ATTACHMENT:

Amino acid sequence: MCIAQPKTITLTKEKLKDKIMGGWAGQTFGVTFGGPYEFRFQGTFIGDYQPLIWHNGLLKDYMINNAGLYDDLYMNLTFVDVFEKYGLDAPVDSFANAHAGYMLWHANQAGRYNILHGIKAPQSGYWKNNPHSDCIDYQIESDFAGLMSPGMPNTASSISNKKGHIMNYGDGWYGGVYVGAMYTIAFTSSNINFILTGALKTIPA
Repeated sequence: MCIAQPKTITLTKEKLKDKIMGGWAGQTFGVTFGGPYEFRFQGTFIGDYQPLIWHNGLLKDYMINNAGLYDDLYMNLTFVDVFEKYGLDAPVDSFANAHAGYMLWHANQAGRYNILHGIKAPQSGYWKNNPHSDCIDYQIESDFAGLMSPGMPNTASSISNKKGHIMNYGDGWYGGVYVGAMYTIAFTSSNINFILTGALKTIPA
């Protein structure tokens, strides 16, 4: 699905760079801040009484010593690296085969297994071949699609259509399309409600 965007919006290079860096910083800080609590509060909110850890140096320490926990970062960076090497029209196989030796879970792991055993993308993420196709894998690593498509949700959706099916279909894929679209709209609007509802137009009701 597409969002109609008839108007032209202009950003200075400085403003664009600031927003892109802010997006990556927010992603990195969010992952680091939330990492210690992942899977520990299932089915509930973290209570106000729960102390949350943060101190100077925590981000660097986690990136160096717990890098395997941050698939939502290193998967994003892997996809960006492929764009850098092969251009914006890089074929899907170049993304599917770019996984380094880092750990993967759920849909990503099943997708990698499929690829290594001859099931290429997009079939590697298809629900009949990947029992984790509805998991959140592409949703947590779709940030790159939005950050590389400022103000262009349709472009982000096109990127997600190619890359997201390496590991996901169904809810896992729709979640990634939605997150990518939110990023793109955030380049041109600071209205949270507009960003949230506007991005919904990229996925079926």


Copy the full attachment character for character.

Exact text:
Amino acid sequence: MCIAQPKTITLTKEKLKDKIMGGWAGQTFGVTFGGPYEFRFQGTFIGDYQPLIWHNGLLKDYMINNAGLYDDLYMNLTFVDVFEKYGLDAPVDSFANAHAGYMLWHANQAGRYNILHGIKAPQSGYWKNNPHSDCIDYQIESDFAGLMSPGMPNTASSISNKKGHIMNYGDGWYGGVYVGAMYTIAFTSSNINFILTGALKTIPA
Repeated sequence: MCIAQPKTITLTKEKLKDKIMGGWAGQTFGVTFGGPYEFRFQGTFIGDYQPLIWHNGLLKDYMINNAGLYDDLYMNLTFVDVFEKYGLDAPVDSFANAHAGYMLWHANQAGRYNILHGIKAPQSGYWKNNPHSDCIDYQIESDFAGLMSPGMPNTASSISNKKGHIMNYGDGWYGGVYVGAMYTIAFTSSNINFILTGALKTIPA
């Protein structure tokens, strides 16, 4: 699905760079801040009484010593690296085969297994071949699609259509399309409600 965007919006290079860096910083800080609590509060909110850890140096320490926990970062960076090497029209196989030796879970792991055993993308993420196709894998690593498509949700959706099916279909894929679209709209609007509802137009009701 597409969002109609008839108007032209202009950003200075400085403003664009600031927003892109802010997006990556927010992603990195969010992952680091939330990492210690992942899977520990299932089915509930973290209570106000729960102390949350943060101190100077925590981000660097986690990136160096717990890098395997941050698939939502290193998967994003892997996809960006492929764009850098092969251009914006890089074929899907170049993304599917770019996984380094880092750990993967759920849909990503099943997708990698499929690829290594001859099931290429997009079939590697298809629900009949990947029992984790509805998991959140592409949703947590779709940030790159939005950050590389400022103000262009349709472009982000096109990127997600190619890359997201390496590991996901169904809810896992729709979640990634939605997150990518939110990023793109955030380049041109600071209205949270507009960003949230506007991005919904990229996925079926």